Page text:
Deems: I knew UNC had to get to something negative and the kicking game is a big concern. Special teams dictate the field position for the game and UNC has really been behind the chains on field position due to very poor kicking. Both the punter and kicker are struggling, and losing the deep snapper, Trevor Stuart, is a huge blow. The punter has to kick better than a 30-yard average, especially when the other team averages 49 yards per kick; that's two first downs.
The place kicker has to make everything under 40 yards and get better depth and hang time on kickoffs. Another concern is that the punt-returners are letting the ball bounce. With the advantage of the fair catch, just wave your arm and go catch everything. The ball is hitting and then bouncing another 20 yards when the returner should be catching it! Nothing got a returner cut quicker in the NFL than letting balls hit the ground that could've been caught.
As for the kicker and punter, I have no idea what to do. Kickers are so quirky; we just pretty much stayed away from them during games. It's kind of like a pitcher throwing a no-hitter in that you didn't want to be the one to say something and have them get a case of the shanks or something. If it doesn't improve I expect to see Feagles at punter. I asked his dad if he was ready and he said "yes" (Jeff and I played together at Seattle). I don't know who backs up Barth, but UNC needs someone who can make everything under 40 yards. Hopefully they both can bounce back from sub-par games. UNC will need high performance kicking to reach its goals this year.
Buck: Mark, North Carolina continues to take advantage of its depth on defense. Kennedy Tinsley, Dion Guy, and Kevin Reddick got quality snaps at linebacker on Saturday. Quinton Coples and Michael McAdoo are getting a lot of snaps at crucial moments of the game at defensive end. You can't really consider Tydreke Powell and Al Mullins "reserves," because they rotate in so often. What kind of advantage is it for a defensive player to be able to give 100 percent on every play and know he'll still be fresh in the fourth quarter?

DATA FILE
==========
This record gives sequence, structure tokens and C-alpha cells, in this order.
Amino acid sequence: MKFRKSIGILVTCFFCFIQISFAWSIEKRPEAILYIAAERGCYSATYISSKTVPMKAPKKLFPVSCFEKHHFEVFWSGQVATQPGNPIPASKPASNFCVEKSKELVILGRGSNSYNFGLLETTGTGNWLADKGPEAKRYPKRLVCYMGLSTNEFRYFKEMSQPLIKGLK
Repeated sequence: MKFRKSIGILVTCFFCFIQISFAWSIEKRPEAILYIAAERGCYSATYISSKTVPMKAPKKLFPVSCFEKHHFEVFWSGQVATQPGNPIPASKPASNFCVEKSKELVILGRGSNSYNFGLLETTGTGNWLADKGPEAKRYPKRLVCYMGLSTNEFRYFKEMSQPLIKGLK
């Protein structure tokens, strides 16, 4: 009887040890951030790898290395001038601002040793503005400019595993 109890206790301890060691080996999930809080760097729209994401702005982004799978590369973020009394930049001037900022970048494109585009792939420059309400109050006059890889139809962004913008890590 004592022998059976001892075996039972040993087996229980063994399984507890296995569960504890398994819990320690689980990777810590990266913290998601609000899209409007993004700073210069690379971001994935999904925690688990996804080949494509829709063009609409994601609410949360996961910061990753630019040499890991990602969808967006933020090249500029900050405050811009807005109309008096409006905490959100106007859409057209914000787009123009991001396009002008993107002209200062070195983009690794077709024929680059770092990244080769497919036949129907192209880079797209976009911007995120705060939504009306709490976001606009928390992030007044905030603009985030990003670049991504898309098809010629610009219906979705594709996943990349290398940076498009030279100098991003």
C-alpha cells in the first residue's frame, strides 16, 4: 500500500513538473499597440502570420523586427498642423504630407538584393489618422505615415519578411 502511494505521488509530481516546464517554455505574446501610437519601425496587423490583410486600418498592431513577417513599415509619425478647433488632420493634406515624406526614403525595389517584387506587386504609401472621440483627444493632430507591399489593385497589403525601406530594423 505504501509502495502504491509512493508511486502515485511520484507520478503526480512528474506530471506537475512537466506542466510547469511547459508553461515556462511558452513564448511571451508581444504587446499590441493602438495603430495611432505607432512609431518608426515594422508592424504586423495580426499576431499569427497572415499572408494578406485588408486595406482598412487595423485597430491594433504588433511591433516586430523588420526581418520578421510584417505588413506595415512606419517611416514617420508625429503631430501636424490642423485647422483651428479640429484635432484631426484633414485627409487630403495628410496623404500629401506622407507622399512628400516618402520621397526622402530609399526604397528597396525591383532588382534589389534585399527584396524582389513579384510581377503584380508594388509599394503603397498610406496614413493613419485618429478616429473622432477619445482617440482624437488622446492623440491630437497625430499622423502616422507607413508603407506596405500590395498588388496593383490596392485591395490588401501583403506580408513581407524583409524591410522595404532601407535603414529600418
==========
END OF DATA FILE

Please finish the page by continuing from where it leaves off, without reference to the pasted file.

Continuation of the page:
Mark: This is a huge advantage for a defensive player. Being fresh on each snap makes a player that much more dangerous. There have been years where defensive guys have played 80-plus snaps at linebacker during one game and they were so exhausted that they were not performing to the level that they could when they were 100 percent. This depth will make the defense that much better going into weeks seven, eight, and nine. The young guys and other reserves that have come in have not dropped off the intensity from the first team, allowing Carolina to play with 20 guys instead of 11.
Buck: Deems, a lot of folks think that T.J. Yates may have had his best game as a Tar Heel, and he's had some three touchdown, 300-yard games at North Carolina. Do you think his performance on Saturday was special, and if so, why?
Deems: Although T.J. has had a lot of great games, the ECU game has to be the most proficient. Yates had no picks, he threw the ball away to avoid sacks, and he was a great leader all day. He was very accurate and showed a lot of poise in the pocket, but again, that's a credit to UNC's O-line.
Those young receivers stepped up big time. Boyd showed an extra gear on the long TD pass, Highsmith's numbers speak for themselves, and we can't overestimate the impact that Adams' 20-yard gain on a slant route will have on him. He struggled with that route the week before and this will be a huge confidence builder for him. Give Yates credit for sticking with him and give Adams credit for a great route and catch.
These young kids have a come a long way since opening week.
Buck: Good stuff today guys, thanks and we'll catch up after the trip to Atlanta.
|Deems May excelled at tight end for UNC and was drafted in 1992, playing eight seasons in the NFL. He's since become a fan favorite for his candid commentary on the Tar Heel Sports Network.
Mark Paschal was a team captain for the Tar Heels in 2008. As a middle linebacker, he led the team in tackles prior to a career-ending injury and didn't miss a game in his career up until that point. He's the host of the Inside Carolina Call-In postgame radio show.